KTG companies deliver online courses to drivers on topics such as defensive driving, hours of service, vehicle inspection, winter driving, distracted driving, healthy eating and more across all its companies. Courses that cover topics specific to its operating companies, such as transportation of dangerous goods, cargo securement, and food safety are assigned to drivers. Select nondriving roles with KTG companies, such as dispatchers, are required to complete many of the courses drivers take since they work closely with drivers.

“CarriersEdge’s library of comprehensive courses matches well with the topics we need to cover across our operating companies and the information provided in the courses is regularly updated so we know the content is always relevant,” Churilov said. “Plus, courses are engaging and interactive, which helps drivers retain the information being taught. The online portal helps us track driver progress through the courses and better manage training-based decisions based on the results of the completed courses.”

See also: How to get the most from online training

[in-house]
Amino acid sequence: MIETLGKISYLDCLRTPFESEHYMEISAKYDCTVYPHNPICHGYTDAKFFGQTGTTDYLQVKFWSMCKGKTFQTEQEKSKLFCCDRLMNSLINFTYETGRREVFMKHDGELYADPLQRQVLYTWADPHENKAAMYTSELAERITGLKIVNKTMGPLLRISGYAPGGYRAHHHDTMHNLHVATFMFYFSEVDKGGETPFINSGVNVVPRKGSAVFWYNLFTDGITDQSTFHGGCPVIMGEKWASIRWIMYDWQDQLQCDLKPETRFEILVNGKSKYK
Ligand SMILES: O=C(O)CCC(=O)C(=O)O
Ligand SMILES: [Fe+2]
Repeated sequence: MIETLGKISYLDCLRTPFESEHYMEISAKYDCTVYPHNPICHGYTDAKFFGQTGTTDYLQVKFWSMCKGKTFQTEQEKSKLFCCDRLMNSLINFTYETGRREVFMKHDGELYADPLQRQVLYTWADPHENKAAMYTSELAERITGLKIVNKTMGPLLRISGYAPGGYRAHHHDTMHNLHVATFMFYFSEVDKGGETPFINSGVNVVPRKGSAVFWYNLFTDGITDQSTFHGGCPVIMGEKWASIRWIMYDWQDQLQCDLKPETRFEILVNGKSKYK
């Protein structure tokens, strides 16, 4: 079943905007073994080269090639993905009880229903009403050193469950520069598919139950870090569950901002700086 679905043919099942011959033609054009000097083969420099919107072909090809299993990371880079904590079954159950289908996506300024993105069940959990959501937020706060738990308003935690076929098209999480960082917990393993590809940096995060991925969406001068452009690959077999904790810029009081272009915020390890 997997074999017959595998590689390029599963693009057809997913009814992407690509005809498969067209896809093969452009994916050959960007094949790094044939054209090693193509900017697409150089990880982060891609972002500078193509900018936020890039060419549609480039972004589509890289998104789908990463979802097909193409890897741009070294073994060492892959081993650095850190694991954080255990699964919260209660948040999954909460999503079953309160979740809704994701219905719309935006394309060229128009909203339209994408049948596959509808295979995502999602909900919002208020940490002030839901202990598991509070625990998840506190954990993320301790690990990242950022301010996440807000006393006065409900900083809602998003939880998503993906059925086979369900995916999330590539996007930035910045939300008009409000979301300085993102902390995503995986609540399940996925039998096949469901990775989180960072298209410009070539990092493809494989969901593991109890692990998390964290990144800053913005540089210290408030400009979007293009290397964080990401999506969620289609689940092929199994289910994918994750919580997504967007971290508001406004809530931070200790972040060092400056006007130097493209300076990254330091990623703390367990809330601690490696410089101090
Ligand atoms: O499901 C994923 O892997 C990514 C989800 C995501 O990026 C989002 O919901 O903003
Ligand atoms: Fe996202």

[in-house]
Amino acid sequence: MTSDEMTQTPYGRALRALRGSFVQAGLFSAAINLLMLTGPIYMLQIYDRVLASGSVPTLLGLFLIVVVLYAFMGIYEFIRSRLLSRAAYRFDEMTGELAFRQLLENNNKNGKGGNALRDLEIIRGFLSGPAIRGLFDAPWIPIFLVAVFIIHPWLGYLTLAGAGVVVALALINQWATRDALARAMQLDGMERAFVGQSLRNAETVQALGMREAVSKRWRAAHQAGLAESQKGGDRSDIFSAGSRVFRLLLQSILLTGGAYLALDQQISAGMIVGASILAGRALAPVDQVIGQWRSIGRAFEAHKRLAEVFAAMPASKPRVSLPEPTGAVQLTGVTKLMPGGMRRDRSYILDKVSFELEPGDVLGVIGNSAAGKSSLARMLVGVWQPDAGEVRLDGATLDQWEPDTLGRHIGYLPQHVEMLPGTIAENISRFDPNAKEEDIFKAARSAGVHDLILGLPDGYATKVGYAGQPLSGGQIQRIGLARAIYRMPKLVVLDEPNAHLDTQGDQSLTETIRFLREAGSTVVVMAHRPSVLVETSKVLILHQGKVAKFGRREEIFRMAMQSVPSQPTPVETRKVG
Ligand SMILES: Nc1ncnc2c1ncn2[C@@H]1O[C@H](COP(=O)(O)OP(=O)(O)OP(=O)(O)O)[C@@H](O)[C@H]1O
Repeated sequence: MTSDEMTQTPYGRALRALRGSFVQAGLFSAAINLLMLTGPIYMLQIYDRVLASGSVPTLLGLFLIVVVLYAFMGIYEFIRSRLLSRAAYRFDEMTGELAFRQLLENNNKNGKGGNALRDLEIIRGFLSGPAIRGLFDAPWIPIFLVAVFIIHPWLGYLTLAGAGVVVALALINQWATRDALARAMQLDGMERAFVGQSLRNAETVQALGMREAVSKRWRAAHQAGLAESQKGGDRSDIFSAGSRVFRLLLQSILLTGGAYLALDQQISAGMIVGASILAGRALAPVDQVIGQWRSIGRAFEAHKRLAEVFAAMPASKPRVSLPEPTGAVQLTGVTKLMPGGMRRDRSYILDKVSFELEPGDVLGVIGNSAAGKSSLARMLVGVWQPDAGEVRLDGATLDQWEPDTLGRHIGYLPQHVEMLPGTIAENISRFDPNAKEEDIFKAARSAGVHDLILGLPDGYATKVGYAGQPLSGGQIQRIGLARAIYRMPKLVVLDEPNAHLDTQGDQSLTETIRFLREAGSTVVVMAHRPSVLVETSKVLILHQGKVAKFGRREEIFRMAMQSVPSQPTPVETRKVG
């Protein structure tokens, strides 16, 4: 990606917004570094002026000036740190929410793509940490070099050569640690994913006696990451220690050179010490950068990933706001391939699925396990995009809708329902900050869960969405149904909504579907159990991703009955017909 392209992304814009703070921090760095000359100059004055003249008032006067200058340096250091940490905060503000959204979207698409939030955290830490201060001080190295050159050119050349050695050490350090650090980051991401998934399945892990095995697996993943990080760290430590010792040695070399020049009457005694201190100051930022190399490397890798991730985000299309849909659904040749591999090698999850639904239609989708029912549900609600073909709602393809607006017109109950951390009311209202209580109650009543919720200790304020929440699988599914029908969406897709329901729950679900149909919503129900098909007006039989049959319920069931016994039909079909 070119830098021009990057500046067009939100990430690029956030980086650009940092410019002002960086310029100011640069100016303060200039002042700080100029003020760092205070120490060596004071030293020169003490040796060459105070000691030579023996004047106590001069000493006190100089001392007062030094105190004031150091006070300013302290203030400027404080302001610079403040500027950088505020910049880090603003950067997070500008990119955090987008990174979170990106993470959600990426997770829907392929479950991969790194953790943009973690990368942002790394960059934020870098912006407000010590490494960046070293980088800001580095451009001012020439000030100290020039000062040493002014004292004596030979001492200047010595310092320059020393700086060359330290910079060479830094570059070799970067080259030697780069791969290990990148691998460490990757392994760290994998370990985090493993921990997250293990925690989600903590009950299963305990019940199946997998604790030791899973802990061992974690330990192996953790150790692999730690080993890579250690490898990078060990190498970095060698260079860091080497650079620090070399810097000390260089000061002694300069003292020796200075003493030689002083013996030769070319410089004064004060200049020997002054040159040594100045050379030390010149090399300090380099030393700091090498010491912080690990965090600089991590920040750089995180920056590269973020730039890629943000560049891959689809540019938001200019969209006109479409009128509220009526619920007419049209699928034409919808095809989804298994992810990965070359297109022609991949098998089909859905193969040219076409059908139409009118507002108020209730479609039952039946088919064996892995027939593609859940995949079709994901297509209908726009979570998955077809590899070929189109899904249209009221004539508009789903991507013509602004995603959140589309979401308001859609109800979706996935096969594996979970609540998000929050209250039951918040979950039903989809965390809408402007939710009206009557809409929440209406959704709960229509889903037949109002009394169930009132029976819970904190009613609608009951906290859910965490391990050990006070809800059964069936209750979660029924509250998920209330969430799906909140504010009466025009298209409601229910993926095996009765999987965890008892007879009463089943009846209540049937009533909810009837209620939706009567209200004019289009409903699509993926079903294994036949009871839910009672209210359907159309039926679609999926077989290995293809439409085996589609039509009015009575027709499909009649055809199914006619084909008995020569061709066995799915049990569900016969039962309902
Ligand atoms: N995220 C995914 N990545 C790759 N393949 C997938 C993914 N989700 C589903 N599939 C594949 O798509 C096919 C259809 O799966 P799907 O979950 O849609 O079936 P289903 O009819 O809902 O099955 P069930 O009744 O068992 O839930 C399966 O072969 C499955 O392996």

In addition to courses offered through CarriersEdge, KTG develops custom courses on topics that are specific to company policies and operations that are uploaded to the CarriersEdge portal for employee assignment and completion tracking purposes.

As part of its training programs, KTG companies assign new or refresher online courses to drivers several times throughout the year. Based on test or quiz results following completion of an assigned course, KTG safety managers can assess a driver’s performance and whether additional training is needed.

“If we notice a trend with questions that are commonly answered incorrectly or low test results on a course altogether, we know to follow up with those drivers or plan a time for them to come in and meet with a safety manager and go over the topics more thoroughly to help them better understand the material,” Churilov said. “If we see isolated issues where one or a few drivers require additional support, we can work with them individually.”